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1<?xml version="1.0" encoding="utf-8"?>
2<!DOCTYPE chapter PUBLIC "-//OASIS//DTD DocBook XML V4.5//EN"
3          ""[
4          <!ENTITY rest "<varname>&amp;rest</varname>">
5          <!ENTITY key "<varname>&amp;key</varname>">
6          <!ENTITY optional "<varname>&amp;optional</varname>">
7          <!ENTITY body "<varname>&amp;body</varname>">
8          <!ENTITY aux "<varname>&amp;aux</varname>">
9          <!ENTITY allow-other-keys "<varname>&amp;allow-other-keys</varname>">
10          <!ENTITY CCL "Clozure CL">
11          ]>
13<chapter><title>Obtaining, Installing, and Running &CCL;</title>
15  <!-- ============================================================ -->
16  <sect1><title>Releases and System Requirements</title>
18    <para>Version 1.2 is the latest release of &CCL; as of April
19    2008. It is intended to be a more stable release and follow a more
20    regular release schedule than previous versions.  It is easier for
21    users who wish to track the "bleeding edge" of development to do
22    so.</para>
24   <para>Versions 1.2 is available for five platform
25   configurations:</para>
26    <itemizedlist>
27      <listitem>
28        <para>Linux on PowerPC (32-bit and 64-bit implementations)</para>
29      </listitem>
30      <listitem>
31        <para>Mac OS X on PowerPC (32-bit and 64-bit implementations)</para>
32      </listitem>
33      <listitem>
34        <para>Linux on X86-64 (64-bit implementation)</para>
35      </listitem>
36      <listitem>
37        <para>Mac OS X on X86-64 (64-bit implementation)</para>
38      </listitem>
39      <listitem><para>FreeBSD on X86-64 (64-bit implementation)</para></listitem>
40    </itemizedlist>
42    <para>A 64-bit version of &CCL; requires a 64-bit processor
43      running a 64-bit OS variant.</para>
45    <para>There are ongoing efforts to port &CCL; to the Windows
46      operating system and to 32-bit x86 processors.</para>
48    <para>Additional platform-specific information is given in the
49      following subsections.</para>
51    <para>Older versions are still available for downloading as
52    tarballs.  Version 1.0 was a stable version released in late 2005.
53    Version 1.1 was under active development until late 2007.  A final
54    1.1 release was never made.  It was distributed as a series of
55    development "snapshots" and CVS updates.  1.1 snapshots introduced
56    support for x86-64 platforms, internal use of Unicode, and many
57    other features, but were moving targets. </para>
59    <!-- ***************************************************** -->
60    <sect2><title>LinuxPPC</title> 
62      <para>&CCL; requires version 2.2.13 (or later) of the Linux
63      kernel and version 2.1.3 (or later) of the GNU C library (glibc)
64      at a bare minimum.</para>
65    </sect2>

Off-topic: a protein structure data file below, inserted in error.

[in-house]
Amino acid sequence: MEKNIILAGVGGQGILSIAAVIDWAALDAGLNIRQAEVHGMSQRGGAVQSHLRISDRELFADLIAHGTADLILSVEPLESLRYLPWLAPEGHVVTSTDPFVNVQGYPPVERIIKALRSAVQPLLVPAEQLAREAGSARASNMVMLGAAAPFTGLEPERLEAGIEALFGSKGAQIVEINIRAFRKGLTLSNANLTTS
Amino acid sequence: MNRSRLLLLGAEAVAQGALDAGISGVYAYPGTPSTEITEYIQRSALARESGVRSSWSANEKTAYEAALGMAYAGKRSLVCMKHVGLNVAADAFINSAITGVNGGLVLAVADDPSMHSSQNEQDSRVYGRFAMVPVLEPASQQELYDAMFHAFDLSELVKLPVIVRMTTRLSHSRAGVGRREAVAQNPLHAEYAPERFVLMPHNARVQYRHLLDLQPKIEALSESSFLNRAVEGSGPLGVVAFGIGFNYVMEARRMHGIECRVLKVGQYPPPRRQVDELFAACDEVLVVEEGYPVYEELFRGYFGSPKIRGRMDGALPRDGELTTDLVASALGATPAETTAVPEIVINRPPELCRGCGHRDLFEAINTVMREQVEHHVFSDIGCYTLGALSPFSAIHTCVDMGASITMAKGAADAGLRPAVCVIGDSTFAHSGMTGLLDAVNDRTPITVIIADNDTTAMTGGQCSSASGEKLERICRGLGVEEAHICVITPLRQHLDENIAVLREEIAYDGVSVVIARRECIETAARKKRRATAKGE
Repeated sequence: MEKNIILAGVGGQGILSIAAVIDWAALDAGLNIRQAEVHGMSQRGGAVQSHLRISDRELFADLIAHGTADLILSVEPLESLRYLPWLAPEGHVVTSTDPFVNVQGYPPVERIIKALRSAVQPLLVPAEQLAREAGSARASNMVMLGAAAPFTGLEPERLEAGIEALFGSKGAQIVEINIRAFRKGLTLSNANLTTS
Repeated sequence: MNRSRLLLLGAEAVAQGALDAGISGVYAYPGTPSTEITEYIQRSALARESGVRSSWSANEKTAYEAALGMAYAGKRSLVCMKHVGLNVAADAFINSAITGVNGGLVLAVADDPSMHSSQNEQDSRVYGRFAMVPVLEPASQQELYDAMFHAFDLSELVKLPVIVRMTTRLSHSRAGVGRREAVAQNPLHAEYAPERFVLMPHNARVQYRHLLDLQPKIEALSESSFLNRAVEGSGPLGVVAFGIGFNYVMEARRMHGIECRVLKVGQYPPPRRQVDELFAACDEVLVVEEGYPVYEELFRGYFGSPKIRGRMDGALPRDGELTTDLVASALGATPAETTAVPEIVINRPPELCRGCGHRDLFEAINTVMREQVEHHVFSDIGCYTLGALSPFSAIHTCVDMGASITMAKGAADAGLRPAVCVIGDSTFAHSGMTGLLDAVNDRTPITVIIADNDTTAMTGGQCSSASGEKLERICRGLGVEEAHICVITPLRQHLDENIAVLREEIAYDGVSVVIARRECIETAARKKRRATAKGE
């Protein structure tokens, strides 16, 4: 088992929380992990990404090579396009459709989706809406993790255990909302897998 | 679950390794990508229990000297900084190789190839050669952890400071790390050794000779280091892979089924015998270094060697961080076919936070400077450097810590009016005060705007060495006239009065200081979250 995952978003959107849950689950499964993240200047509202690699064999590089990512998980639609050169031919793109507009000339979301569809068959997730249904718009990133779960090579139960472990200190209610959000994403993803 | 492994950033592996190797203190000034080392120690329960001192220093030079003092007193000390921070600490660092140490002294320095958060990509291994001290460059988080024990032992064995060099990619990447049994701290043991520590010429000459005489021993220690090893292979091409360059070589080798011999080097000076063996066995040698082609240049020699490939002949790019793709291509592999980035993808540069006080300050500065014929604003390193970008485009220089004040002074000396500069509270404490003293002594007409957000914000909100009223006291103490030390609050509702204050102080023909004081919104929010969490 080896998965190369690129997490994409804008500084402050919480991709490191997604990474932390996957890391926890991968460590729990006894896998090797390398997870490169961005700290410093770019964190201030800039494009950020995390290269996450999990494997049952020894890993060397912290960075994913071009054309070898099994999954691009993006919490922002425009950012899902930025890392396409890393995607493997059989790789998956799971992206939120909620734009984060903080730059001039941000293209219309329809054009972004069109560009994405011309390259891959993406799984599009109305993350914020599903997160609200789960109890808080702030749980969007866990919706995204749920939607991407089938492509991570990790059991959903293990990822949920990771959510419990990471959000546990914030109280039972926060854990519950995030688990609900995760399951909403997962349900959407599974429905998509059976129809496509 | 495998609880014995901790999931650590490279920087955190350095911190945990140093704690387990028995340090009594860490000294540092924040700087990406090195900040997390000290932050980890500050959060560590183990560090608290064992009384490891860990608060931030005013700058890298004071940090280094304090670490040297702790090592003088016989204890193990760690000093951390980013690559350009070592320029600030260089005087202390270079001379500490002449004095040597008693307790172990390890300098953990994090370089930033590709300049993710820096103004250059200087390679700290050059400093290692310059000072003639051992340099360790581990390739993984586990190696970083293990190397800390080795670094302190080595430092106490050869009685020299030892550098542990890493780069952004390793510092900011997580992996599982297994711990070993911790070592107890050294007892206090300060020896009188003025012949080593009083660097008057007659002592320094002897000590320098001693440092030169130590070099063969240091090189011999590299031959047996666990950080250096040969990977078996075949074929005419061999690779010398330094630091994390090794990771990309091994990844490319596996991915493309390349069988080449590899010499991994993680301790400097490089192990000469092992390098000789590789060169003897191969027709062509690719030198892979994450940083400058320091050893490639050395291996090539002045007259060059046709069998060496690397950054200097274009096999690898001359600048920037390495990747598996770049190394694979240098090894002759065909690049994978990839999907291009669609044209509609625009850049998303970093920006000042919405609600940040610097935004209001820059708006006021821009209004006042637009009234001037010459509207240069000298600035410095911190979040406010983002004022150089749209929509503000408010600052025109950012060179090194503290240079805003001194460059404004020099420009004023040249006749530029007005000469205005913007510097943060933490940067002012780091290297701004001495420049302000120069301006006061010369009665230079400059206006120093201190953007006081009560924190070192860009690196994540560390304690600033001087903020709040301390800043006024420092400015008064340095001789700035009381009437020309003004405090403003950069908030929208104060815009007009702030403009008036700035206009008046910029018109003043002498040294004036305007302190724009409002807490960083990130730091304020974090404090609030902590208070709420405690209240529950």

67    <!-- ***************************************************** -->
68    <sect2><title>Linux X8664</title> 
70      <para>&CCL; runs on relatively recent Linux distributions for
71      the x86-64 architecture.  It requires a Linux with Thread Local
72      Storage support in the toolchain and standard libraries, and the
73      New Posix Thread Library (NPTL).  Fortunately, these features
74      seem to be present in all current Linux distributions for
75      x86-64, though there may be some problems with early Linux
76      distributions for x86-64. Some GCC versions older than 4.0 on
77      Linux have been known to have problems compiling some of the C
78      code in the kernel; some very old Linux distributions don't
79      follow the current ABI standards with regard to segment register
80      usage; some early Linux kernels for x86-64 had problems mapping
81      large regions of the address space; and so on. It's difficult to
82      enumerate exactly what versions of which Linux distributions have
83      what problems.  A rule of thumb is that&mdash;because much of
84      the development of &CCL; for x86-64 took place in that time
85      frame&mdash;Linux distributions released earlier than early 2006
86      may have problems running &CCL;. </para>
87    </sect2>
89    <!-- ***************************************************** -->
90    <sect2><title>FreeBSD-amd64</title> <para>&CCL; runs on FreeBSD on
91    x86-64 (FreeBSD releases generally call the platform "amd64").
92    &CCL; should run under FreeBSD 6.0 or later; as of this writing,
93    FreeBSD 7.0 is about to be released and it may be necessary for
94    FreeBSD 7 users to install the "compat6x" package in order to use
95    a version of &CCL; built on FreeBSD 6.x.</para>
96    </sect2>
98    <!-- ***************************************************** -->
99    <sect2><title>DarwinPPC-MacOS-X</title>
101      <para> &CCL; runs under OS X versions 10.4 and 10.5 and requires
102      at least version 10.3.9</para>
104      <para>The 64-bit DarwinPPC version of &CCL; requires